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Regulation and Compliance > State Regulation > NASAA

NASAA Clears Way for 5-Year Breaks From Industry, Adds Guam

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The North American Securities Administrators Association said Monday that it has adopted two new rules — one allowing states to permit investment advisor representatives to leave the securities industry for up to five years as well as revisions to NASAA’s Uniform Application to Register Securities, or Form U-1.

NASAA members also voted Monday to admit Guam’s securities regulator to the association.

“We are pleased to welcome the Guam Department of Revenue and Taxation to the association,” NASAA President Andrew Hartnett said in a statement. “Guam’s admission to NASAA will benefit the citizens and government of Guam as well as the securities industry more broadly.”

The model rule allows states to permit IARs to leave the securities industry for up to five years while maintaining their exam qualifications, provided they complete certain annual continuing education requirements.

“This model rule will align investment adviser representative and broker-dealer agent regulations where adopted and will facilitate greater career flexibility for investment adviser representatives,” said Linda Cena, chair of NASAA’s Investment Adviser Representative Continuing Education Committee, in a statement.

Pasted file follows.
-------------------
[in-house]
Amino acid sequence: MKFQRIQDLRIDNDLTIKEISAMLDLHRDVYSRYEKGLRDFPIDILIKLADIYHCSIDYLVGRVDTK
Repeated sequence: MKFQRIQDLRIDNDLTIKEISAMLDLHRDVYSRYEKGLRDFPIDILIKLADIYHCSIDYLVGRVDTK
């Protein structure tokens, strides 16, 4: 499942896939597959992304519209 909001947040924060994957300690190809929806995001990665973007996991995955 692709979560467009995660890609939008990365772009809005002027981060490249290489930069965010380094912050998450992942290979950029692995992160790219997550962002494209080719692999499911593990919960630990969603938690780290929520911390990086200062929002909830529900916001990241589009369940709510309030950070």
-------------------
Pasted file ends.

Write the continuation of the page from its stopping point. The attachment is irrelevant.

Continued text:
Guam’s Department of Revenue and Taxation had requested to join the association. It is the first new NASAA member since 2005, when the U.S. Virgin Islands joined, the group said.

“Guam’s admission to NASAA opens the door for Guam’s eventual participation in the CRD, IARD, and EFD systems, which will simplify and streamline the registration of securities professionals and securities filings in the territory once that process is complete,” Hartnett said.

The amended Form U-1 will require issuers to agree to deliver certain proxy solicitation materials to states within two business days after submitting them to the Securities and Exchange Commission, NASAA said.

The requirement “will give state securities regulators visibility into shareholder proposals that pose potential investor protection risks,” said Bill Beatty, chair of NASAA’s Corporation Finance Section, in a statement.

The amended Form U-1 will be posted to NASAA’s website and made available for use by NASAA members and filers soon, the group said.


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